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Travel to Paris


Studio 28, Paris

1 May 2014

Questions: Andrew Birbeck / Answers: Alain Roulleau, Owner/director of Studio 28

Can you tell us a little about the Roulleau family’s involvement with Studio 28?
My father, who was a film producer, bought the cinema in 1948, although it dates back a further 20 years. I’m the third generation of the family to be involved, and I worked there from a very young age. I grew up just behind Studio 28. In fact, the building adjoins the apartment where I still live. 

You worked for United Artists and 20th Century Fox. What prompted you to leave all that behind and return to your roots?
I was a publicist for both of those companies for many years. Then, in 1994, when my uncle, who was then running the cinema, died, I took a year out to see if Studio 28 really could survive, and even flourish. Maybe I wanted to fight against the modern way of screening movies, you know, big multiplexes and so on. Or perhaps I just love this old movie theatre. I’ve known it for such a long time, it’s part of me. 

Did you ever consider selling up?
No, for me it’s too full of nostalgia, but it’s also full of ghosts. My grandmother died at the cashier’s desk after selling the last ticket for the evening show. One night many years later, my father passed away suddenly after the day’s final screening. Maybe I’ll go the same way, but I don’t plan to. Who knows, perhaps someday one of my sons will take over from me. I hope so. 

You’ve made considerable improvements. How did these come about, and what does the future hold?
Back in 1994 it really needed some freshening up and, most importantly, new ideas. First came redecoration – revamped decor, new seats, upgraded projection system – and then a programme adapted to the current market. After that I created a café-bar with an adjoining patio. The next step is to buy the premises next door and build a whole new reception area.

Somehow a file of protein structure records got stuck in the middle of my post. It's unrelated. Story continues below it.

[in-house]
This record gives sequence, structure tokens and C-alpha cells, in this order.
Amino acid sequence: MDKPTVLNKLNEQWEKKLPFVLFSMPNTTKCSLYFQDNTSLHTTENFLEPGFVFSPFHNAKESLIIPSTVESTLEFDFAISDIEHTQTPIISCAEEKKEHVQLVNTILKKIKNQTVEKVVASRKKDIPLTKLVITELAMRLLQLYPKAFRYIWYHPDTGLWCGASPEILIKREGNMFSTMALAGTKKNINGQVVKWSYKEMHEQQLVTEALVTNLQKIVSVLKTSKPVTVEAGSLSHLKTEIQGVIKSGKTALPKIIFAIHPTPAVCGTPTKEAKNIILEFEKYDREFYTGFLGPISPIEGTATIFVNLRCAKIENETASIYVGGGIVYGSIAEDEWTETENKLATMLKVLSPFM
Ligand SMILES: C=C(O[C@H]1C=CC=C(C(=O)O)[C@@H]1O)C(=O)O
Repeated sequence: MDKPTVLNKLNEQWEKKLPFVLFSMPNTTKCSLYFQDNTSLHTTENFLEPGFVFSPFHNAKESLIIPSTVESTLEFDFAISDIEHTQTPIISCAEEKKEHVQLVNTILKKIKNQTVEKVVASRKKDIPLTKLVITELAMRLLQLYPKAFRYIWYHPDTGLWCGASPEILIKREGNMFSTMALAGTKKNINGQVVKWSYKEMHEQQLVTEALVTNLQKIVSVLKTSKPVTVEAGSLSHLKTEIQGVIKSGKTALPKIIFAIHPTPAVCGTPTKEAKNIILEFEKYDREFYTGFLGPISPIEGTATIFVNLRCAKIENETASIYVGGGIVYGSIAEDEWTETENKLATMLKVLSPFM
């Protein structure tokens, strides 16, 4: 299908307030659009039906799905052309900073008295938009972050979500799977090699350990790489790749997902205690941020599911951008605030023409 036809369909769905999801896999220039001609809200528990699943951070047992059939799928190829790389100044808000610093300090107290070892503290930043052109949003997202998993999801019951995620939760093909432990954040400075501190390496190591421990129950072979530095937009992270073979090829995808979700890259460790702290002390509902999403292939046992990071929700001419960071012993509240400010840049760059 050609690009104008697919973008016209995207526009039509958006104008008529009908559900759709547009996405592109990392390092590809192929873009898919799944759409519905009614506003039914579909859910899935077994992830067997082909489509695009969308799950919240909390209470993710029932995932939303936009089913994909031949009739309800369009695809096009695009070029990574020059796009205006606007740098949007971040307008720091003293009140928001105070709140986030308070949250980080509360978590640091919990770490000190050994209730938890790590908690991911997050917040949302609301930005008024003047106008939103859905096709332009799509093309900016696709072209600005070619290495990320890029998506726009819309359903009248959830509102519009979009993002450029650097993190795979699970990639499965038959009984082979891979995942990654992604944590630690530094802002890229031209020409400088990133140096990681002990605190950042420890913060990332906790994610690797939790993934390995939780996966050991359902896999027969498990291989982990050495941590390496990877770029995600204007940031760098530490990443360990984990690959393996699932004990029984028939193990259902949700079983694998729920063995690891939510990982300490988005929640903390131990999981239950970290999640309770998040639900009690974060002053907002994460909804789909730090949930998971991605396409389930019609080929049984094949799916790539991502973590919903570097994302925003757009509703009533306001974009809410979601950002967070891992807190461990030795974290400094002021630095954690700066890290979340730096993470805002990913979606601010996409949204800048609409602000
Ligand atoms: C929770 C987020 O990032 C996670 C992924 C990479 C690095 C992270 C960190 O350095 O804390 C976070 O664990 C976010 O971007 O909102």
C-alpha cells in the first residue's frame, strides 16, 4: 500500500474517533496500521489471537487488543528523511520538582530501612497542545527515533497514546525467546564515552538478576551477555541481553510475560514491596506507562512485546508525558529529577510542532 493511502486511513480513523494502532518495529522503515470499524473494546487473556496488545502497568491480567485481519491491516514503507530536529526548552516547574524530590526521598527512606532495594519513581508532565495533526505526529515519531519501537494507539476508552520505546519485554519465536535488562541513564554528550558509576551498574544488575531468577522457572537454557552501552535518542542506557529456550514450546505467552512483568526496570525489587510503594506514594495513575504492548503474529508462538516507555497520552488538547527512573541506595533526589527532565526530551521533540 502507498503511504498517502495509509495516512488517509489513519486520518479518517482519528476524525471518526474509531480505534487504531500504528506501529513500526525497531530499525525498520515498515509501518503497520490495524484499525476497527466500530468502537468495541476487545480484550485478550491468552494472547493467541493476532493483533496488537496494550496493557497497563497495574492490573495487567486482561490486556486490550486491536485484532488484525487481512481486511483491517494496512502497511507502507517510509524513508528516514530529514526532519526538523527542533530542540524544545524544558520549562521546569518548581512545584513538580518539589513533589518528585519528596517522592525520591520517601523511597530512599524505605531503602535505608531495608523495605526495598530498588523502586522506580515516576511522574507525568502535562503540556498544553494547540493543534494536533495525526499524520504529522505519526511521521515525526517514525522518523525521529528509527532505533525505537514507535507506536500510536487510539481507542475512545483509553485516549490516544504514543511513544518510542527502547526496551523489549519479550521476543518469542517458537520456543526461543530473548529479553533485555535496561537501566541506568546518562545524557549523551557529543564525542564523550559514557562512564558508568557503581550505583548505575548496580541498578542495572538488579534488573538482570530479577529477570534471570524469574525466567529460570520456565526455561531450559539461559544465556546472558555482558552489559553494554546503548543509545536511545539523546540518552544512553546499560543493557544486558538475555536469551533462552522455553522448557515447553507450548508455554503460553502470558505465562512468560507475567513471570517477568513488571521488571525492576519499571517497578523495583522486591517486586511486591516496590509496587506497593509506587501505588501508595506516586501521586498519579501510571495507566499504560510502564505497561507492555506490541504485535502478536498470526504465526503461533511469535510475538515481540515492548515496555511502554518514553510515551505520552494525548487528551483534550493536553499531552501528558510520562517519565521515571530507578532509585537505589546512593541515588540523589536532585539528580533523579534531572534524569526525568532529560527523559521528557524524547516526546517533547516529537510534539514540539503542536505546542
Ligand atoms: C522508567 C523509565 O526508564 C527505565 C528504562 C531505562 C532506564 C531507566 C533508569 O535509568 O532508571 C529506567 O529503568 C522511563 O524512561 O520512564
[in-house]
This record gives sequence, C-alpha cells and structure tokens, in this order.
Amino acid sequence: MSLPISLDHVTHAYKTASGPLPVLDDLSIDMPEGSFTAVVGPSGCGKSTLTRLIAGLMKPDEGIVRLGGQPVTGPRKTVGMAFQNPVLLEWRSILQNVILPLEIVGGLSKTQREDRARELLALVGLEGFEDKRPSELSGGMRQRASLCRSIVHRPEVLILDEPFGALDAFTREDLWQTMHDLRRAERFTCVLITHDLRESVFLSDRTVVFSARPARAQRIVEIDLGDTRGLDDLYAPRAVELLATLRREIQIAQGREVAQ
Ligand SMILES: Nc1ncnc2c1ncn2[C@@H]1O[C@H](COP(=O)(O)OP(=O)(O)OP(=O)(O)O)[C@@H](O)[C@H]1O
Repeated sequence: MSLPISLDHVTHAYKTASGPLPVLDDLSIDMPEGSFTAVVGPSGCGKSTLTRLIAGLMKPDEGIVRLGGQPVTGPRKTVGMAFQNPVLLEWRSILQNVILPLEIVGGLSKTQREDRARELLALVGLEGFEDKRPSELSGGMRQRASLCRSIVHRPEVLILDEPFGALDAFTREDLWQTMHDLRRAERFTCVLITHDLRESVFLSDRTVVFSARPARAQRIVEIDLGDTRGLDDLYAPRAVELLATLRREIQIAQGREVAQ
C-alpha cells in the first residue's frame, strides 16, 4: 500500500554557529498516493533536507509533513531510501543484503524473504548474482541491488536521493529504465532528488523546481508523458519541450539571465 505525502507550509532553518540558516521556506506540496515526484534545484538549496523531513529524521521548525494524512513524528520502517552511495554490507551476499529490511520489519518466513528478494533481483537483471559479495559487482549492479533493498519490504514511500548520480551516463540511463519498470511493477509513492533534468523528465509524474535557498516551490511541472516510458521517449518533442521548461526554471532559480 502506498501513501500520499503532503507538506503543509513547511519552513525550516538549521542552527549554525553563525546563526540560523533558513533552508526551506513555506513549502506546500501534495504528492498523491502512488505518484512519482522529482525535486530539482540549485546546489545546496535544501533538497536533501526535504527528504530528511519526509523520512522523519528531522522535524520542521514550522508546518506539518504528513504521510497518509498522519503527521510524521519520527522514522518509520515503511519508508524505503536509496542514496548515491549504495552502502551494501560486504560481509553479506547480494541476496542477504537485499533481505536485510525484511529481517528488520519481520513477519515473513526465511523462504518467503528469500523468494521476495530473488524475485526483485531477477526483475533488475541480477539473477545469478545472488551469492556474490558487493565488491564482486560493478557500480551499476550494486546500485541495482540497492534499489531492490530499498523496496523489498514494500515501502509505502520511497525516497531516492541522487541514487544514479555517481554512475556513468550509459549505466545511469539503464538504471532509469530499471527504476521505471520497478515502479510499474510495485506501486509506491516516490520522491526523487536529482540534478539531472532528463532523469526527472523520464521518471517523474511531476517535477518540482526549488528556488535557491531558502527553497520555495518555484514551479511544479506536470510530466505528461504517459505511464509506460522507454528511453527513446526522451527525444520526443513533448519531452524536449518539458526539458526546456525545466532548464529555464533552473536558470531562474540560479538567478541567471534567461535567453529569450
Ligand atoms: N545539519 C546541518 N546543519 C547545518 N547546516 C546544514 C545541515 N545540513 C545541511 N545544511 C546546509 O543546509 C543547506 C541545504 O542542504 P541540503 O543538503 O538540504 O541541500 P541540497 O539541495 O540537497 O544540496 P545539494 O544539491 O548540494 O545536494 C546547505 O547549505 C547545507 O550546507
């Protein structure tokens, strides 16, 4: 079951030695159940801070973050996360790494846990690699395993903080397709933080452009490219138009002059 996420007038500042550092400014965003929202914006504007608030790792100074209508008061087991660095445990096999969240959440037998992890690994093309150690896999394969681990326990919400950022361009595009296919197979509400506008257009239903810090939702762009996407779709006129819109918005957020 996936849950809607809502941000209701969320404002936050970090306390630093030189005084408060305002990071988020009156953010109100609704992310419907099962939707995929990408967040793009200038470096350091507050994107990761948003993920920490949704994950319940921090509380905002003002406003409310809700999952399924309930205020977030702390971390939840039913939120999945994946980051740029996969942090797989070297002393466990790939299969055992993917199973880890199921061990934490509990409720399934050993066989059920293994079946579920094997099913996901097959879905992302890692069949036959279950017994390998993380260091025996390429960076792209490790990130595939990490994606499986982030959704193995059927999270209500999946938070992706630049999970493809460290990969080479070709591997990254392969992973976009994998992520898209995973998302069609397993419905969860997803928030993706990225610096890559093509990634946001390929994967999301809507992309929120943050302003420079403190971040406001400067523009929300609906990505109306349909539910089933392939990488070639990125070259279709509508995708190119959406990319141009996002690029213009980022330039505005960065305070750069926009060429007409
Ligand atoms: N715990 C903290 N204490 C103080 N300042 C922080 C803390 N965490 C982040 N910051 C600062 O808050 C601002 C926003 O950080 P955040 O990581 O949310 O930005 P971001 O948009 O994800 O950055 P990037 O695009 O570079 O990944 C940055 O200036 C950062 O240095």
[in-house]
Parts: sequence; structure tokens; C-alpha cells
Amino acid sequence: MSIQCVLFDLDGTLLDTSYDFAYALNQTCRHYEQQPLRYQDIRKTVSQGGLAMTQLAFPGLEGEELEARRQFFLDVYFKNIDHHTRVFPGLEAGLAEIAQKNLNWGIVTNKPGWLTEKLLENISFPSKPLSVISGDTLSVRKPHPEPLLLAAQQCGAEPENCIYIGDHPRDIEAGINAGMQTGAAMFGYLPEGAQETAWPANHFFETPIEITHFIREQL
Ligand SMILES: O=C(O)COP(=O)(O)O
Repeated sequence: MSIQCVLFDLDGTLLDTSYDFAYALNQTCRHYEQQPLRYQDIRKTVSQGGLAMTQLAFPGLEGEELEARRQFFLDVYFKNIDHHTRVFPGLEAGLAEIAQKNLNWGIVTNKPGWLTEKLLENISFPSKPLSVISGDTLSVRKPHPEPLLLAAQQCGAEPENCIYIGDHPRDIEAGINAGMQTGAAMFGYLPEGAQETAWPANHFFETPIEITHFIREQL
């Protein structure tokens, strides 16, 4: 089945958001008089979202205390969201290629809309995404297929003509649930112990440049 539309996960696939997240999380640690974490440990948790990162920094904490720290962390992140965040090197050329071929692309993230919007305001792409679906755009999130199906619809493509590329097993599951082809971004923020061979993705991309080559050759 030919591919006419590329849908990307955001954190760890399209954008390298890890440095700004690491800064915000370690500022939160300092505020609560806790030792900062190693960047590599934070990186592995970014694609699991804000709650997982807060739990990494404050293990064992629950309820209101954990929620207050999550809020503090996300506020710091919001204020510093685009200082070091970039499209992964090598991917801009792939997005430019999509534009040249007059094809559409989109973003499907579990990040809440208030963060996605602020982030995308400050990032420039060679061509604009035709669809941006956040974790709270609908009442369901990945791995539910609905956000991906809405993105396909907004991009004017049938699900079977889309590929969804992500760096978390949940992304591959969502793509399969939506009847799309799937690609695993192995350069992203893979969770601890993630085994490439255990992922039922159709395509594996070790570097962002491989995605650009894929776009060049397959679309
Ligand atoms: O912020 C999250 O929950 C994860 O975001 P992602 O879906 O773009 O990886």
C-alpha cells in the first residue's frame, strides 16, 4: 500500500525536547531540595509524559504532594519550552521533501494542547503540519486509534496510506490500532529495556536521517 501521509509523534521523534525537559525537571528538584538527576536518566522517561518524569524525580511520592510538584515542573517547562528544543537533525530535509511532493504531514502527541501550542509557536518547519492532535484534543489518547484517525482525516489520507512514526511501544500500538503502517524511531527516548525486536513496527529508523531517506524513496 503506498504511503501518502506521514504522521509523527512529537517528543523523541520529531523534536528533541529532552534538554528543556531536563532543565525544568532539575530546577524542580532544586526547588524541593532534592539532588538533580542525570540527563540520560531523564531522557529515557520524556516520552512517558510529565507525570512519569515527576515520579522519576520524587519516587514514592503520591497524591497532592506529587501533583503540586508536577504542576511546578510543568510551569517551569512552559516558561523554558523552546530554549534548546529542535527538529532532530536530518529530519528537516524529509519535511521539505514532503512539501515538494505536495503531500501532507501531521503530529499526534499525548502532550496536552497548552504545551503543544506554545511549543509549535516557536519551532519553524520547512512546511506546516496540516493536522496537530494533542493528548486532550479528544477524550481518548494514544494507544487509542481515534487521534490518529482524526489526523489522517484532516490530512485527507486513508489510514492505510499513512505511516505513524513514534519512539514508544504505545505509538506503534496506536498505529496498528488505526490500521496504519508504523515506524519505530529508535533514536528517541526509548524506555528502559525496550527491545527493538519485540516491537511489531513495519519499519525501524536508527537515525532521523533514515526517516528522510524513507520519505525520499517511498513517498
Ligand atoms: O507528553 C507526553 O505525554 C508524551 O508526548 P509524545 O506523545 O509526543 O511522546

What’s been your proudest moment and why?
There are so many terrific memories it’s hard to choose. A real highlight, though, was when Marion Cotillard came to present the Edith Piaf biography she starred in and won an Oscar for, La Vie en Rose (2007). Every Tuesday evening is fantastic, too, as that’s when my great friend and neighbour, the film director Claude Lelouch, drops by. 

Jean-Pierre Jeunet’s homage to Montmartre, Amélie (2001), featured Studio 28. Did you meet Audrey Tatou?
Jean Pierre did shoot a sequence here and, yes, I met Audrey. She was unknown back then but already had that special star quality – her eyes, her smile, very unassuming and completely natural. Why go to Studio 28? It’s a unique, relaxing and completely authentic Parisian experience. It’s also the oldest cinema in Paris and has never closed since first opening. Studio 28 is the place for film-gourmets. 




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